28 Nov. 45

he was telling me this because the German Government was bound on this objective of getting this control of southeastern Europe and that there was nothing which could stop it, and that our own policy and that of France and England was not realistic.

"The circumstances were such, as I was calling on him in the German Legation, that I had to listen to what he had to say and of course, I was prepared to hear what he had to say although I already knew what his instructions were. I was nevertheless shocked to have him speak so boldly to me, and when he finished I got up and told him how shocked I was to hear the accredited representative of a supposedly friendly state to Austria admit that he was proposing to engage in activities to undermine and destroy that Government to which he was accredited. He merely smiled and said of course this conversation was between us, and that he would of course not be talking to others so clearly about his objectives. I have gone into this detail with regard to this conversation, as it is characteristic of the absolute frankness and directness with which high Nazi officials spoke of their objectives."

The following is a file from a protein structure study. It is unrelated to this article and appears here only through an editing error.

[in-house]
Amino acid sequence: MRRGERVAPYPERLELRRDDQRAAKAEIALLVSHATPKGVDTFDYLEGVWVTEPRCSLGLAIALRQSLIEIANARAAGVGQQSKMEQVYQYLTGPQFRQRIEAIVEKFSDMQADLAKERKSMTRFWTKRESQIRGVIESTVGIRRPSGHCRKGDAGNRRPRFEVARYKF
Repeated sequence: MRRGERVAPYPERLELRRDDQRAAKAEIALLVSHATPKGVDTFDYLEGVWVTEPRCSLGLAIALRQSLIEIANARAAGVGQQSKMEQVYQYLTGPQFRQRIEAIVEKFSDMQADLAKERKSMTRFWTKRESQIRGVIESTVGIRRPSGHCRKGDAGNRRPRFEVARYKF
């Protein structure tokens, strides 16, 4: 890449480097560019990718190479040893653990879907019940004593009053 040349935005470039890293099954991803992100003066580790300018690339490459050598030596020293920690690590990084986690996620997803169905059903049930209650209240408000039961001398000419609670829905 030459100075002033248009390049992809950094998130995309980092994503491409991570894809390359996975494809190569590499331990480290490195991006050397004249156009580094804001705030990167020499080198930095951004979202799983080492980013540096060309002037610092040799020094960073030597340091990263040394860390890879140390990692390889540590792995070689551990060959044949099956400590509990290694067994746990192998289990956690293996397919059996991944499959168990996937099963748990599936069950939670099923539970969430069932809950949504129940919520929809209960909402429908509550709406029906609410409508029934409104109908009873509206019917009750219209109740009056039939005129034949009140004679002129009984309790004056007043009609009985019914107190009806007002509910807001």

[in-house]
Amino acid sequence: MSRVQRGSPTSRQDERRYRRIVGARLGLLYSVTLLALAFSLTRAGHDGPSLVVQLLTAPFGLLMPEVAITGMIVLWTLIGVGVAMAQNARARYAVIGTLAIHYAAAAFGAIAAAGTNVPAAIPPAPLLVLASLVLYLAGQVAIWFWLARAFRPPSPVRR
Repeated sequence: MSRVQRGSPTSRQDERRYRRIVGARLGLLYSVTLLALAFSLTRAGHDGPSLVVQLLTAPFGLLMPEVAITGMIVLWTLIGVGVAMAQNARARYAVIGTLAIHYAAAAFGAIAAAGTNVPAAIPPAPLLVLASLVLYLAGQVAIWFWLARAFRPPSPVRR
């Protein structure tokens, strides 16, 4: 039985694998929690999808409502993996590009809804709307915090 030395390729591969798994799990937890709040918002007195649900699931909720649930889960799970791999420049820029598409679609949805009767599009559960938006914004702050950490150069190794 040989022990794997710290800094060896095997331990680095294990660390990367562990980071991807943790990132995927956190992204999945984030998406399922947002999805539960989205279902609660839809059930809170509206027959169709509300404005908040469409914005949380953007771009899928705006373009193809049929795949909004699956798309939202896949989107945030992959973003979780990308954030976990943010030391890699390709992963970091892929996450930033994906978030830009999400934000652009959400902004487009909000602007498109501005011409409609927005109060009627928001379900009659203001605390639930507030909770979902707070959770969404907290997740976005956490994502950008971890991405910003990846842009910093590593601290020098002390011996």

And again, reading from the same document on Page 10, beginning at the last paragraph at the bottom of the page:

"On the surface, however, German activities consisted principally of efforts to win the support of prominent and influential men through insidious efforts of all kinds, including the use of the German diplomatic mission in Vienna and its facilities and personnel.

"Von Papen as German Minister entertained frequently and on a lavish scale. He approached almost every member of the Austrian Cabinet, telling them, as several of them later informed me, that Germany was bound to prevail in the long run, and that they should join the winning side if they wished to enjoy positions of power and influence under German control. Of course, openly and outwardly he gave solemn assurance that Germany would respect Austrian independence and that all that she wished to do was to get rid of elements in the Austrian Government like the Chancellor Schuschnigg and Starhemberg as head of the Heimwehr, and others, and replace them by a few 'nationally-minded' Austrians, which of course meant the Nazis. The whole basic effort of Von Papen was to bring about the Anschluss.